That title, right? And then when you find out it’s a Bollywood Action Film.
So, corny singing & dancing, lame stunts, poor choreography. Plus, the international trailer literally has the main character breaking the fourth wall trying to explain the plot. This would be the first Indian film to play to an ultra learned and rambunctious Midnight Madness crowd. Needless to say, I had very low expectations for this one.
Unlike other critics, though, I love to be proven wrong.
The Man Who Feels No Pain Review
I definitely was with Vasan Bala’s The Man Who Feels No Pain (Mard Ko Dard Nahin Hota). This film has heart from the very opening scene. We do get a voiceover of the main character, Surya, played amazingly by first-time actor, Abhimanyu Dassani, but, thankfully, only to explain the very precarious position he finds himself in and to simply give us some insight into his “condition” by taking us back to where it all started, as this perilous predicament could be his end. From there we meet a younger version of Surya, and learn about his upbringing, and his bond with a young girl in his neighbourhood, played by Radhika Madan.
This movie surprised me. There is a strong plot, great comedic moments, a wonderful, playful, interesting relationship between the two protagonists, beautiful locations, and most surprisingly, some of the most beautifully shot and choreographed fight scenes I have ever seen on film. And get this, no singing, … and no dancing. Bollywood done grown up.
The Man Who Feels No Pain Verdict
Shot entirely on location in India, The Man Who Feels No Pain, had it’s eyes set on crossover from the very beginning. Although martial arts fight scenes always have an element of impossibility woven in, this one, I feel tried to make theirs more realistic. Only stepping out of the bounds of reality for a comic element, but not to push plot. The comedic element of the situation, married with the seriousness of their plight was a perfect union that was maintained throughout the entire film, even through the exciting all-or-nothing climax (that is hard to do — Bala nailed it).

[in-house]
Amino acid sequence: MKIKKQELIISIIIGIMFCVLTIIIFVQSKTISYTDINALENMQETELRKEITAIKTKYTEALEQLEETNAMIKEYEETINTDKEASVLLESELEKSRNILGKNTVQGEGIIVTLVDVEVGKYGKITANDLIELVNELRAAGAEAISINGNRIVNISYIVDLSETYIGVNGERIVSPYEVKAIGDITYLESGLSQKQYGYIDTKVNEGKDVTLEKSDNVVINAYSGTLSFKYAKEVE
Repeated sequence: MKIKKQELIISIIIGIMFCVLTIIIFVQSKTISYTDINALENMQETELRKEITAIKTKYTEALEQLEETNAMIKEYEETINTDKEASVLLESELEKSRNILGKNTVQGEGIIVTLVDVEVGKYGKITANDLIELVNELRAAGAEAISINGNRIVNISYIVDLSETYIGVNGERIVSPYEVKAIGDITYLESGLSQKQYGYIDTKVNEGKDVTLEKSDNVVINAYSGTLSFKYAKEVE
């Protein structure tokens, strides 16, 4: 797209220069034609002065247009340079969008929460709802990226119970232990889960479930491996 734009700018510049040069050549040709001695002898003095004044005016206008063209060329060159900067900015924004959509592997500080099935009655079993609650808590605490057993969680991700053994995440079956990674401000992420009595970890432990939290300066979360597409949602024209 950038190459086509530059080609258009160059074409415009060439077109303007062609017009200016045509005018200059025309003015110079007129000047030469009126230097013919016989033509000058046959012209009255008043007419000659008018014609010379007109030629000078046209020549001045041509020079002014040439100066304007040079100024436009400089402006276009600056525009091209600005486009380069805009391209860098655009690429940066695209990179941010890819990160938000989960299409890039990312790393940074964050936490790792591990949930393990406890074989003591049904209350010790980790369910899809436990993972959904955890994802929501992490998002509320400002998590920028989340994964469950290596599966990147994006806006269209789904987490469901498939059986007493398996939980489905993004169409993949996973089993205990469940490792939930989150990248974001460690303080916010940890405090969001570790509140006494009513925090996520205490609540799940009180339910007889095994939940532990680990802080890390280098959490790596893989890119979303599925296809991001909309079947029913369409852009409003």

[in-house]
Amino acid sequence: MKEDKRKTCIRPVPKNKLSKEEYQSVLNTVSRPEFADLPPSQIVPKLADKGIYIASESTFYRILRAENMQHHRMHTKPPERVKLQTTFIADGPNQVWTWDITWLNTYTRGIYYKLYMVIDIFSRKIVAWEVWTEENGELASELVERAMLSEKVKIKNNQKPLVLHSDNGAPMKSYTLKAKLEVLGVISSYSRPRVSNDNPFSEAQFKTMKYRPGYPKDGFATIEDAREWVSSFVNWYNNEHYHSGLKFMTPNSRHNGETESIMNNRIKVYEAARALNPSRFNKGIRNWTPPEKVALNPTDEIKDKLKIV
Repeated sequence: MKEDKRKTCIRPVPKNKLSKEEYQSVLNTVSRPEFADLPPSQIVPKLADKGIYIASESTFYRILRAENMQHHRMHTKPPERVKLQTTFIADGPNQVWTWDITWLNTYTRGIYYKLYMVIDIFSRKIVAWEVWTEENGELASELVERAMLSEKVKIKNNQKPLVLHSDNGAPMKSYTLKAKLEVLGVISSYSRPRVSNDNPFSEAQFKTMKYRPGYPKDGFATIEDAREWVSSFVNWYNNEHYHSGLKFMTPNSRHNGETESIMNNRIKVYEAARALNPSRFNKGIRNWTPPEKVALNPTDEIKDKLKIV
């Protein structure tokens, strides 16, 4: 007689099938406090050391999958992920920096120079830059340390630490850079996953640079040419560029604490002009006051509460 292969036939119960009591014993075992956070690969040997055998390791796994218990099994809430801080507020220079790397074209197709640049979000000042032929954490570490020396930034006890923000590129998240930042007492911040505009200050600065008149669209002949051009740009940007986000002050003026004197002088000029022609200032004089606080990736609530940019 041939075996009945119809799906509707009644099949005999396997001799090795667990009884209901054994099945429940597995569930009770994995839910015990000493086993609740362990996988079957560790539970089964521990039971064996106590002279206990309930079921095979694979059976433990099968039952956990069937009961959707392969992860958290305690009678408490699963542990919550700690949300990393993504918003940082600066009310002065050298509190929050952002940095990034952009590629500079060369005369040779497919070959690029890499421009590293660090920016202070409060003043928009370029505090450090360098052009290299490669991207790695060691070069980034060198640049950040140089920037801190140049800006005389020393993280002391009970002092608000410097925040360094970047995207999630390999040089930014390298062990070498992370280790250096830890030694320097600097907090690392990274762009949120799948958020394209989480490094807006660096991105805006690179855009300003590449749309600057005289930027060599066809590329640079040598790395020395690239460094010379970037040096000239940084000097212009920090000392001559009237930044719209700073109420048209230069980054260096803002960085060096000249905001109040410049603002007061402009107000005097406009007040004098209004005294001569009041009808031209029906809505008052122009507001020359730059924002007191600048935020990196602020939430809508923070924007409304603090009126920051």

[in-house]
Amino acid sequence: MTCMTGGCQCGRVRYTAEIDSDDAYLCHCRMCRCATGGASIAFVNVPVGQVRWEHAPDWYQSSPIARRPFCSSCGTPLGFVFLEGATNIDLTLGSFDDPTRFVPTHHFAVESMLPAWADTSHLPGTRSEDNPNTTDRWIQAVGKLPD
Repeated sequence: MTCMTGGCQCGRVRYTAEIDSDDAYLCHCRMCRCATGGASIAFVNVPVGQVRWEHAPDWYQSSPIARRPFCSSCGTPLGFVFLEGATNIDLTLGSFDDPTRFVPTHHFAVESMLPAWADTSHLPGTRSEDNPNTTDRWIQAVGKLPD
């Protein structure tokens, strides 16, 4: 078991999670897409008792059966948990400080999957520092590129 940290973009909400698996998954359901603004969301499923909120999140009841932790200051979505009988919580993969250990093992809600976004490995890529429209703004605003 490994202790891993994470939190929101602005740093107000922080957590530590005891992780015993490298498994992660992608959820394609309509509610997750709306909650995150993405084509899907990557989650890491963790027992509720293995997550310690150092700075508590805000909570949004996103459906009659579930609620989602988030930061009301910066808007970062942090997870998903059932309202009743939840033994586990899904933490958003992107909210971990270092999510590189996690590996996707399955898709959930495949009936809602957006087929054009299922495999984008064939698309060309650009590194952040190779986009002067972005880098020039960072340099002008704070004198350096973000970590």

Madan, a seasoned Bollywood actress was a perfect match for first timer, Dassani, who easily owned leading man status, with his dashing good looks, perfect comedic timing and dramatic range, and abs that he must have a degree in. Both actors had to do months of training for the fight scenes and did 99% of their own stunts and fighting. Dassani was a smooth looking, virgin, nerd, bad-ass. A tall order for a first time actor, but he shines, and along with Lexy Kolker in Freaks, I would say is the other Breakout star of the Toronto International Film Festival.
The Midnight Madness audience was all about this film, laughing loudly at every punchline, admiring every kick and punch and most of them didn’t even notice whether there was a musical number or not. Bala knows how to build on an idea to enrich it for a global audience, even injecting a sexual element to the film. This is not a typical Bollywood film, …it is BHollywood. The Man Who Feels No Pain won the Midnight Madness award for TIFF, meaning out of all the midnight screenings, which included Hollywood blockbuster, Predator, the audience voted it the best. I agree completely, however, I’m sure if Freaks was included in Midnight Madness, it would be a very close call.
Not only should this film be seen on all screens globally, but I, along with the hyper-enthusiastic Midnight Madness audience are demanding a Franchise run, or at the very least a hard-hitting sequel. Oh Sheila, Bollywood is finally Ready for the World.
- 5 Stars: Incredible
- 4 Stars: Great
- 3 Stars: Good
- 2 Stars: Not Worth It
- 1 Star: Oh God No
- Zero: Kill/Bury It